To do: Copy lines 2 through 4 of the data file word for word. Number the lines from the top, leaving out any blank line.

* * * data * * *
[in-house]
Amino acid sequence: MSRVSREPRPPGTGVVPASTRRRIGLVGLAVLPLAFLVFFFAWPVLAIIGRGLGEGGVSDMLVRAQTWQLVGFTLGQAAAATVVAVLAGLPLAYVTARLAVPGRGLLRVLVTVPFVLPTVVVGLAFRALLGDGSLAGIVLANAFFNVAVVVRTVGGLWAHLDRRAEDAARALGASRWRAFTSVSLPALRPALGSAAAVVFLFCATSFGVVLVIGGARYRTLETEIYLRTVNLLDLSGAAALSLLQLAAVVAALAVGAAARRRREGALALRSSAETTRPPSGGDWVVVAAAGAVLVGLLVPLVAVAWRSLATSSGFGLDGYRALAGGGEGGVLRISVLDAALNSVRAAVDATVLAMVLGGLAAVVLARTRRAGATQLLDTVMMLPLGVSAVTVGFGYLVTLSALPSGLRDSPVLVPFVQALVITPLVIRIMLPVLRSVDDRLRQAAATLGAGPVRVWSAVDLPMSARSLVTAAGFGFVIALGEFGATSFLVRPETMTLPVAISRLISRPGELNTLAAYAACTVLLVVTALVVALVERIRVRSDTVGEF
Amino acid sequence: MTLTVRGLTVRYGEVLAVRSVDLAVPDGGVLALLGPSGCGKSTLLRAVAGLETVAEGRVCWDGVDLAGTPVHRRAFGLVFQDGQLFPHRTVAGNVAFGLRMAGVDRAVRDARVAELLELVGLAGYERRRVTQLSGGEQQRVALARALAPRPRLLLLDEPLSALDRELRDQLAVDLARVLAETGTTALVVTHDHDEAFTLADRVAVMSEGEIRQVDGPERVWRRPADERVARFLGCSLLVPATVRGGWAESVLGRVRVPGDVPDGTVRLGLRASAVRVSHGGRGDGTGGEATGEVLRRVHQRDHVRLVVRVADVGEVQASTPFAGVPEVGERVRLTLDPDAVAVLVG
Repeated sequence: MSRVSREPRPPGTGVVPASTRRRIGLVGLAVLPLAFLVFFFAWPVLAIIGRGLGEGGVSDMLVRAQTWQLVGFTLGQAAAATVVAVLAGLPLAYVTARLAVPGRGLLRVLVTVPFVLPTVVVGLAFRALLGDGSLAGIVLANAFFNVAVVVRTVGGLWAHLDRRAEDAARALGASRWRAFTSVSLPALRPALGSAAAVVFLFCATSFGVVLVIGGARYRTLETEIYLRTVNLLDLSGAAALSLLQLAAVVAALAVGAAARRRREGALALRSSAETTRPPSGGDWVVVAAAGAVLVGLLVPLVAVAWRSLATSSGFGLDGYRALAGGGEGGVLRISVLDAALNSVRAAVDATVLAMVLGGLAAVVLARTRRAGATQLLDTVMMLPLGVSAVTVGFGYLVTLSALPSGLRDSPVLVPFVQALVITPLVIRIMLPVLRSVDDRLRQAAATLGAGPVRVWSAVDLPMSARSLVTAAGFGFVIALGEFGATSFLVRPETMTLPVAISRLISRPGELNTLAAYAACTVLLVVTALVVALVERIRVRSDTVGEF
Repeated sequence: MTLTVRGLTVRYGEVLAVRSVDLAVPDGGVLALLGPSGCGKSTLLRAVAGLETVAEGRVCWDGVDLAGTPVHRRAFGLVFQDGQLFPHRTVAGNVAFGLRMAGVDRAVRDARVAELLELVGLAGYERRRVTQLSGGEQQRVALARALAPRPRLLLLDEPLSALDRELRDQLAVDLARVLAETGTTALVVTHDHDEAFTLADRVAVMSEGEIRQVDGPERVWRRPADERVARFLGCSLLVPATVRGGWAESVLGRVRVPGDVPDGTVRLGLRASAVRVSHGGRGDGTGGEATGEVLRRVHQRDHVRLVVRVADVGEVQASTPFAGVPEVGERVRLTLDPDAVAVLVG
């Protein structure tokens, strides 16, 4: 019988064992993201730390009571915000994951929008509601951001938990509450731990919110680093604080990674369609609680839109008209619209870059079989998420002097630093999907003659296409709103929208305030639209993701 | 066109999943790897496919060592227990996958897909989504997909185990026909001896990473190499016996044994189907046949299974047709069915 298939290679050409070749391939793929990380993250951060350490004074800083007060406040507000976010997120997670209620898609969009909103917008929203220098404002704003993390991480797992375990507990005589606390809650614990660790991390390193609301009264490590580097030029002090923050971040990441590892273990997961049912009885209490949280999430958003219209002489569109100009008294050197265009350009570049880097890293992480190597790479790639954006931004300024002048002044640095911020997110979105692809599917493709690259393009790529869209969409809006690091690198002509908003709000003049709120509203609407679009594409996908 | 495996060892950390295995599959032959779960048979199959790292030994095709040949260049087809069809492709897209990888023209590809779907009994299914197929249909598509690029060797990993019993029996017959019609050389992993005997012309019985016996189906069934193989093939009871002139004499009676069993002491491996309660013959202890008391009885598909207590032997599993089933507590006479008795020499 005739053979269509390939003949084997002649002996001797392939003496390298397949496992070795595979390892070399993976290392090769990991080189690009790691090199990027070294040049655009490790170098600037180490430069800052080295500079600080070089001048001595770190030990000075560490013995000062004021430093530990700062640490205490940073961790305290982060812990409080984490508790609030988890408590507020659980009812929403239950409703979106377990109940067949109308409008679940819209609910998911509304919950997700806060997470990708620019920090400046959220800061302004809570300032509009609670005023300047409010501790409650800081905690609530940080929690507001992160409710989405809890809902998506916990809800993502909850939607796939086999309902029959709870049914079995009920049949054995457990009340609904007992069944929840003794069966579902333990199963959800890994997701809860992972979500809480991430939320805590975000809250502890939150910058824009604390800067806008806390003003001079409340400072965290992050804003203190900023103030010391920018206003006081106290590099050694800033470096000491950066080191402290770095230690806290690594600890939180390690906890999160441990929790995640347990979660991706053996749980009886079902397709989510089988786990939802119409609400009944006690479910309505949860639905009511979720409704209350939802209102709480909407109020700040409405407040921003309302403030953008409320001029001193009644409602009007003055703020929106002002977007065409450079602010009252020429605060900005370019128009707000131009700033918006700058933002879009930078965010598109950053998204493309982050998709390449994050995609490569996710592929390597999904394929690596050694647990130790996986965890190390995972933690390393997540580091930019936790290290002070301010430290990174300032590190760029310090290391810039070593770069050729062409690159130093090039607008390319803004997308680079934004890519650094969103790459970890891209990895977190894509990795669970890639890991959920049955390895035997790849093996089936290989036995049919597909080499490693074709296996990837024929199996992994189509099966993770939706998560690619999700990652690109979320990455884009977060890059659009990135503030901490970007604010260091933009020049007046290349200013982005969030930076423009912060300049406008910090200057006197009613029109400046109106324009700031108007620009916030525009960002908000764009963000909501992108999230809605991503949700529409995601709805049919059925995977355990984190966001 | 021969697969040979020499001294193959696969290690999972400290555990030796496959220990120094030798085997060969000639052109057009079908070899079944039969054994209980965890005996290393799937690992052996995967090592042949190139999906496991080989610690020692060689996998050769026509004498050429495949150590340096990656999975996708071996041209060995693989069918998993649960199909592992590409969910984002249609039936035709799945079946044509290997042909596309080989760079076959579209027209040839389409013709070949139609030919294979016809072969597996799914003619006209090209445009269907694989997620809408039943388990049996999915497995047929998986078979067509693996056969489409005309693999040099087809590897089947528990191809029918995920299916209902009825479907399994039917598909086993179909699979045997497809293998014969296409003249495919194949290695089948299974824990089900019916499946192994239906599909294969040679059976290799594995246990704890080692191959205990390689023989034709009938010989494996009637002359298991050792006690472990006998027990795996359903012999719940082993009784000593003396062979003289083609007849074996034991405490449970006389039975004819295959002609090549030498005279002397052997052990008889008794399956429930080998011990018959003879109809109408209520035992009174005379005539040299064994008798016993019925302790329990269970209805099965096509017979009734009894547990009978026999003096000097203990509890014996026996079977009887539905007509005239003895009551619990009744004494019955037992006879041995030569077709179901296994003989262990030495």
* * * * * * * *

Amino acid sequence: MSRVSREPRPPGTGVVPASTRRRIGLVGLAVLPLAFLVFFFAWPVLAIIGRGLGEGGVSDMLVRAQTWQLVGFTLGQAAAATVVAVLAGLPLAYVTARLAVPGRGLLRVLVTVPFVLPTVVVGLAFRALLGDGSLAGIVLANAFFNVAVVVRTVGGLWAHLDRRAEDAARALGASRWRAFTSVSLPALRPALGSAAAVVFLFCATSFGVVLVIGGARYRTLETEIYLRTVNLLDLSGAAALSLLQLAAVVAALAVGAAARRRREGALALRSSAETTRPPSGGDWVVVAAAGAVLVGLLVPLVAVAWRSLATSSGFGLDGYRALAGGGEGGVLRISVLDAALNSVRAAVDATVLAMVLGGLAAVVLARTRRAGATQLLDTVMMLPLGVSAVTVGFGYLVTLSALPSGLRDSPVLVPFVQALVITPLVIRIMLPVLRSVDDRLRQAAATLGAGPVRVWSAVDLPMSARSLVTAAGFGFVIALGEFGATSFLVRPETMTLPVAISRLISRPGELNTLAAYAACTVLLVVTALVVALVERIRVRSDTVGEF
Amino acid sequence: MTLTVRGLTVRYGEVLAVRSVDLAVPDGGVLALLGPSGCGKSTLLRAVAGLETVAEGRVCWDGVDLAGTPVHRRAFGLVFQDGQLFPHRTVAGNVAFGLRMAGVDRAVRDARVAELLELVGLAGYERRRVTQLSGGEQQRVALARALAPRPRLLLLDEPLSALDRELRDQLAVDLARVLAETGTTALVVTHDHDEAFTLADRVAVMSEGEIRQVDGPERVWRRPADERVARFLGCSLLVPATVRGGWAESVLGRVRVPGDVPDGTVRLGLRASAVRVSHGGRGDGTGGEATGEVLRRVHQRDHVRLVVRVADVGEVQASTPFAGVPEVGERVRLTLDPDAVAVLVG
Repeated sequence: MSRVSREPRPPGTGVVPASTRRRIGLVGLAVLPLAFLVFFFAWPVLAIIGRGLGEGGVSDMLVRAQTWQLVGFTLGQAAAATVVAVLAGLPLAYVTARLAVPGRGLLRVLVTVPFVLPTVVVGLAFRALLGDGSLAGIVLANAFFNVAVVVRTVGGLWAHLDRRAEDAARALGASRWRAFTSVSLPALRPALGSAAAVVFLFCATSFGVVLVIGGARYRTLETEIYLRTVNLLDLSGAAALSLLQLAAVVAALAVGAAARRRREGALALRSSAETTRPPSGGDWVVVAAAGAVLVGLLVPLVAVAWRSLATSSGFGLDGYRALAGGGEGGVLRISVLDAALNSVRAAVDATVLAMVLGGLAAVVLARTRRAGATQLLDTVMMLPLGVSAVTVGFGYLVTLSALPSGLRDSPVLVPFVQALVITPLVIRIMLPVLRSVDDRLRQAAATLGAGPVRVWSAVDLPMSARSLVTAAGFGFVIALGEFGATSFLVRPETMTLPVAISRLISRPGELNTLAAYAACTVLLVVTALVVALVERIRVRSDTVGEF